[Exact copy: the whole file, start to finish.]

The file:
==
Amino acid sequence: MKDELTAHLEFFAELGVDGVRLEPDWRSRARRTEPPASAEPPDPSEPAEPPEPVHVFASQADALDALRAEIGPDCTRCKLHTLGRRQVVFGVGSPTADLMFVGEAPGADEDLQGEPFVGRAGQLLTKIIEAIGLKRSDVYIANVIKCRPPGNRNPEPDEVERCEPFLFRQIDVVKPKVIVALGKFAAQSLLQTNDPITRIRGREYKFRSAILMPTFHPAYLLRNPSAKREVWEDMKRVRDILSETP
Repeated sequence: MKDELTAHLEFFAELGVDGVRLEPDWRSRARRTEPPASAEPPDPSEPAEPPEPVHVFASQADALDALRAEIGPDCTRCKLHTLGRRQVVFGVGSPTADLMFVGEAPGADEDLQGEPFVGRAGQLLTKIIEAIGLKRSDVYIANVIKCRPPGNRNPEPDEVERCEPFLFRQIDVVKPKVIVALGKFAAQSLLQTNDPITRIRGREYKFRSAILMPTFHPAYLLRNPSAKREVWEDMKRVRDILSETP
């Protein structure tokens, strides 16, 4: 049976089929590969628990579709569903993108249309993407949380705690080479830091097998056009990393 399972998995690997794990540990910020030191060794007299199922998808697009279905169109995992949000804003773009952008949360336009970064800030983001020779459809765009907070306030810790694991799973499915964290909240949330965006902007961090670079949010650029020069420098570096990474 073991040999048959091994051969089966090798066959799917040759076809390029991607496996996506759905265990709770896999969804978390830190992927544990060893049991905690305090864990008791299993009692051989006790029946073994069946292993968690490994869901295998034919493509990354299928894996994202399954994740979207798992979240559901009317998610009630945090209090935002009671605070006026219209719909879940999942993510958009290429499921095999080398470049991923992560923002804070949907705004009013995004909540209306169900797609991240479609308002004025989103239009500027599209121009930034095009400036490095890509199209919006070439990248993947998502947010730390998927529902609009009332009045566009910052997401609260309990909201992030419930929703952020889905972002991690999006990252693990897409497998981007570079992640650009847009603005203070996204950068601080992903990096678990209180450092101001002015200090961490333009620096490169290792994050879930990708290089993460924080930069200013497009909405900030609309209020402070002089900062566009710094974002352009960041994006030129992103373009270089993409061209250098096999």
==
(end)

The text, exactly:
Amino acid sequence: MKDELTAHLEFFAELGVDGVRLEPDWRSRARRTEPPASAEPPDPSEPAEPPEPVHVFASQADALDALRAEIGPDCTRCKLHTLGRRQVVFGVGSPTADLMFVGEAPGADEDLQGEPFVGRAGQLLTKIIEAIGLKRSDVYIANVIKCRPPGNRNPEPDEVERCEPFLFRQIDVVKPKVIVALGKFAAQSLLQTNDPITRIRGREYKFRSAILMPTFHPAYLLRNPSAKREVWEDMKRVRDILSETP
Repeated sequence: MKDELTAHLEFFAELGVDGVRLEPDWRSRARRTEPPASAEPPDPSEPAEPPEPVHVFASQADALDALRAEIGPDCTRCKLHTLGRRQVVFGVGSPTADLMFVGEAPGADEDLQGEPFVGRAGQLLTKIIEAIGLKRSDVYIANVIKCRPPGNRNPEPDEVERCEPFLFRQIDVVKPKVIVALGKFAAQSLLQTNDPITRIRGREYKFRSAILMPTFHPAYLLRNPSAKREVWEDMKRVRDILSETP
């Protein structure tokens, strides 16, 4: 049976089929590969628990579709569903993108249309993407949380705690080479830091097998056009990393 399972998995690997794990540990910020030191060794007299199922998808697009279905169109995992949000804003773009952008949360336009970064800030983001020779459809765009907070306030810790694991799973499915964290909240949330965006902007961090670079949010650029020069420098570096990474 073991040999048959091994051969089966090798066959799917040759076809390029991607496996996506759905265990709770896999969804978390830190992927544990060893049991905690305090864990008791299993009692051989006790029946073994069946292993968690490994869901295998034919493509990354299928894996994202399954994740979207798992979240559901009317998610009630945090209090935002009671605070006026219209719909879940999942993510958009290429499921095999080398470049991923992560923002804070949907705004009013995004909540209306169900797609991240479609308002004025989103239009500027599209121009930034095009400036490095890509199209919006070439990248993947998502947010730390998927529902609009009332009045566009910052997401609260309990909201992030419930929703952020889905972002991690999006990252693990897409497998981007570079992640650009847009603005203070996204950068601080992903990096678990209180450092101001002015200090961490333009620096490169290792994050879930990708290089993460924080930069200013497009909405900030609309209020402070002089900062566009710094974002352009960041994006030129992103373009270089993409061209250098096999």